The Super Soaker CPS 2000 is a CPS class water gun released in 1996 by Larami. It was the first model in the Constant Pressure System (CPS) line, which initially included only a single blaster. Today, it is a sought-after and revered soaker by enthusiasts and members of the online community. It remains the most powerful stock water blaster sold in stores in terms range and soakage, a title it took from the Super Soaker 300 and has held for 17 years running. The CPS 2000 has gained a reputation for its size and power, since no other water gun comes close to it in terms of power. The CPS 2000 has been criticized for its low field life (how long it can last between refills) depleting its pressure chamber in only 1 second and only being able to fire 4 or 5 such shots before needing to be refilled, and the large number of pumps that it takes to fully pressurize (20-24 depending on version).[20][21]

The original version of the CPS 2000 was released in spring of 1996. Being the first water gun to ever sport a Constant Pressure System (CPS), it began what many refer to as the "third age of water wars" (the first beginning upon the release of the Super Soaker 50 in 1991 and the second after the Super Soaker 300 was released in 1993). The most powerful blaster of its time and still currently unmatched except by homemade water guns, it sports a 25X water output (1X equals 1.2 oz/second).

CPS 2000's warning label.

The CPS 2000 Mk2 was a replacement to the Mk1. This version of the CPS 2000 was lighter, the Mk1 having a pressure chamber with 50% more capacity (30 oz) than the Mk2 (20 oz). sources have reported the Mk1 as having greater shot time, output, and range than the mk2 but the difference is only marginal.

The most visible differences between the two are;

  • The Mk1 has a much longer pressure gauge than the Mk2.
  • The Mk2 has a tethered reservoir cap to prevent loss, the Mk1's is untethered.
  • The pump handle on some Mk2s has a grey disc with a pin visible. This is absent on the Mk1.

Awards[edit]

In 2011, the Nerf Super Soaker Shot Blast was awarded "Outdoor Toy of the Year" at the 11th Annual Toy of the Year Awards, which is held at the American International Toy Fair in New York City.[22][23]

Legal issues[edit]

In 2010, Buzz Bee Toys was successfully sued by Hasbro for patent infringement.[24][25] Hasbro claimed that Buzz Bee Toys infringed on a patent related to its "Super Soaker water toy." Although it is unknown exactly what the dispute was over, it is strongly suggested that Hasbro was suing for the Water Warriors Hydro-Power water guns, which were becoming too similar to Super Soaker's Constant Pressure System. Since then, the Water Warriors line has not contained a single Hydro-Power water gun.[26]

In November 2013, Lonnie Johnson and his company Johnson Research and Development Co. were awarded nearly US$73 million following a dispute with Hasbro over underpaid royalties from 2007 to 2012.[27]

See also[edit]

References[edit]

  1. ^ http://www.biography.com/people/lonnie-g-johnson-17112946?page=2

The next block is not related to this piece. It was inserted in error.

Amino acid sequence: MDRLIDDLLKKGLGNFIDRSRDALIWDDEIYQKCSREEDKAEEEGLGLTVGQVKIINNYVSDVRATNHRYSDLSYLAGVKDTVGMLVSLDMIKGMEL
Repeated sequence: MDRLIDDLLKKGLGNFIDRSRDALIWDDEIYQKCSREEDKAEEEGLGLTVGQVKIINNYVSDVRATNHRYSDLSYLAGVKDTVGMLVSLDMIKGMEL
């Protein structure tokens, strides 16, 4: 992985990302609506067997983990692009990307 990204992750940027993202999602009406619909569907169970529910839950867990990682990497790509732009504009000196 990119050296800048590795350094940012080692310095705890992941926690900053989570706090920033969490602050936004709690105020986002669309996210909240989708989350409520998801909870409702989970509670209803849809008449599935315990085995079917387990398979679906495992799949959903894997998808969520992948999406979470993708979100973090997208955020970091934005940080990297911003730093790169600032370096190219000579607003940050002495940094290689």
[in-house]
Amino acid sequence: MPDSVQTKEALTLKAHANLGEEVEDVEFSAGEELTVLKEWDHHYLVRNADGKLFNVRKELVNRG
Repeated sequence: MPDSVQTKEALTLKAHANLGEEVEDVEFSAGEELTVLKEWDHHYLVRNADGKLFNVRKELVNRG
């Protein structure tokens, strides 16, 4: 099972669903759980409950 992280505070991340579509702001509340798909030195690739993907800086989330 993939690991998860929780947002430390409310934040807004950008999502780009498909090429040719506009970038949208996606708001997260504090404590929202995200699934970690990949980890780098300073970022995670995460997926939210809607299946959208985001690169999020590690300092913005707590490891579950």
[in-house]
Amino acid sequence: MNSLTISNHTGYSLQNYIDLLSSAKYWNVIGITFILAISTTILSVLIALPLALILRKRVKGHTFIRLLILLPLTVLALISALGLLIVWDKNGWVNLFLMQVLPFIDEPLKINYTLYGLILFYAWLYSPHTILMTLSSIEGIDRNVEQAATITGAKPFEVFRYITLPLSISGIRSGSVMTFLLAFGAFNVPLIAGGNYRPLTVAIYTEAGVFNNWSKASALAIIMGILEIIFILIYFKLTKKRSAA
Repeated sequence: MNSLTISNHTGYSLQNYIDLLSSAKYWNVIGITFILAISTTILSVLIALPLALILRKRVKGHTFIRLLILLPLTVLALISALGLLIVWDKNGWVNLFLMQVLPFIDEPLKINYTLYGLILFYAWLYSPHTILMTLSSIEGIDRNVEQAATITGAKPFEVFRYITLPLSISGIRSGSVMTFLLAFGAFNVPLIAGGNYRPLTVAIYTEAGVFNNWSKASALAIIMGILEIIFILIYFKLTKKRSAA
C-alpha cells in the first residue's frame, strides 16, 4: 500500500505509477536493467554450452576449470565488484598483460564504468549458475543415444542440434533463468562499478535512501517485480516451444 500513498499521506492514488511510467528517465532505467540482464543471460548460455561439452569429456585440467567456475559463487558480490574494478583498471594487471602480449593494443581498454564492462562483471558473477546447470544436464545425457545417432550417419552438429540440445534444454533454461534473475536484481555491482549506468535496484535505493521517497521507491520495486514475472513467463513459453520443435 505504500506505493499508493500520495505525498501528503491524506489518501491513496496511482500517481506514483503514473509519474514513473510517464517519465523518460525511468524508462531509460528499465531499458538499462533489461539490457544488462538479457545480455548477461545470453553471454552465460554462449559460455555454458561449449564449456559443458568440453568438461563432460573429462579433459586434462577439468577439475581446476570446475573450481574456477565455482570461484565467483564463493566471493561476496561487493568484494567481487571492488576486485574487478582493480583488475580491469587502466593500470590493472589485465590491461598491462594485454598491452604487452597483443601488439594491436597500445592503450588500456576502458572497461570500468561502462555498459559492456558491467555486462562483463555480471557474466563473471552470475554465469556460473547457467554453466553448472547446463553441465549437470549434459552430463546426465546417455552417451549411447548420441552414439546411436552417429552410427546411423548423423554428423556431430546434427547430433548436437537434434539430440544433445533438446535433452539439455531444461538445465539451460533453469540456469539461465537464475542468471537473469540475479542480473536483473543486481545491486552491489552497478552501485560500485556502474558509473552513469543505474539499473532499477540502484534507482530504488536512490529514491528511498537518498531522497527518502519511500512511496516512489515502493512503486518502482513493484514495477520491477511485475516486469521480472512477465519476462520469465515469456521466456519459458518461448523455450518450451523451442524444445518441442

2. ^ iSoaker.com: History of the Super Soaker
  3. ^ "Who invented the Supersoaker?". Customer Service. Hasbro. 
  4. ^ Michael Jackson.com - It's a Super Soaker!
  5. ^ "Super Soaker Other Pressurization Systems Soaker Evolution Tree". The Armoury. isoaker.com. Retrieved 20 March 2012. 
  6. ^ "Super Soaker 50". The Armoury. isoaker.com. Retrieved 20 March 2012. 
  7. ^ Murrie, Steve and Matthew (2007). Every Minute On Earth. Page 172: September 1, 2007. p. 172. ISBN 0439908876. 
  8. ^ a b "How water guns work". Physics. Super Soaker Central. Retrieved 20 March 2012. 
  9. ^ "Super Soaker Quick Blast". iSoaker. iSoaker.com. Retrieved 13 May 2013. 
  10. ^ "Super Soaker Shot Blast". iSoaker. iSoaker.com. Retrieved 13 May 2013. 
  11. ^ "Super Soaker Flash Blast". iSoaker. iSoaker.com. Retrieved 13 May 2013. 
  12. ^ "Super Soaker Thunderstorm". iSoaker. iSoaker.com. Retrieved 13 May 2013. 
  13. ^ a b "NERF Super Soakers". TheHotToys. TheHotToys.com. Retrieved 26 August 2013. 
  14. ^ "Super Soaker Lightningstorm". iSoaker. iSoaker.com. Retrieved 13 May 2013. 
  15. ^ "Super Soaker Electrostorm". iSoaker. iSoaker.com. Retrieved 13 May 2013. 
  16. ^ iSoaker.com: Armoury -Super Soaker CPS 2000, Manufactured by Larami Ltd., 1996
  17. ^ When and How Did Super Soaker Get “Nerfed”? | iSoaker.com
  18. ^ "Super Soaker Hydro Cannon". iSoaker. iSoaker.com. Retrieved 13 May 2013. 
  19. ^ Super Soaker HydroBlitz (Aquashock Series) | iSoaker.com
  20. ^ "Stop, and read this article". SSCentral. 2004-08-10. Archived from the original on 2005-02-11. Retrieved 2011-08-01. 
  21. ^ "Super Soaker CPS 2000". Retrieved 2011-08-01. 
  22. ^ Per-Lee, Myra. "The 11 Best Toys of 2011". InventorSpot. Retrieved 2011-02-15. 
  23. ^ "Toy of the Year 2011 Award Winners". TheHotToys. TheHotToys.com. Retrieved 26 August 2013. 
  24. ^ "Hasbro sues other toy makers over patents". 2 June 2010. Retrieved 20 March 2012. 
  25. ^ Skariachan, Dhanya (2010-11-30). "UPDATE 1-Hasbro wins patent case against Buzz Bee". Reuters. Retrieved 2013-05-20. 
  26. ^ "Water Gun / Water Blaster Product Analyses Listings / Soaker Database (water warriors blasters)". The Armoury. isoaker.com. Retrieved 20 March 2012. 
  27. ^ Seward, Christopher (2013-11-06). "Super Soaker creator awarded $72.9M from Hasbro". The Atlanta Journal-Constitution. Retrieved 2013-11-08. 

External links[edit]